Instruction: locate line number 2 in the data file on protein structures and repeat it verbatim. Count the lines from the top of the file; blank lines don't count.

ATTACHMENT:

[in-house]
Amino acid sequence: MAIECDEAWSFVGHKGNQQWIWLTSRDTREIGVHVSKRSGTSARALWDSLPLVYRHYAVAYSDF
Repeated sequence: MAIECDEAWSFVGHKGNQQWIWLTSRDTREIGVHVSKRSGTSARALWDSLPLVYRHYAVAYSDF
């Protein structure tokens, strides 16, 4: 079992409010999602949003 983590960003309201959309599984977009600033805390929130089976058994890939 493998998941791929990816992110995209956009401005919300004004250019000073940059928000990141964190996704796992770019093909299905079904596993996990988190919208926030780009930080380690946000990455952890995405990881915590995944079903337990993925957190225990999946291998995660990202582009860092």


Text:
Amino acid sequence: MAIECDEAWSFVGHKGNQQWIWLTSRDTREIGVHVSKRSGTSARALWDSLPLVYRHYAVAYSDF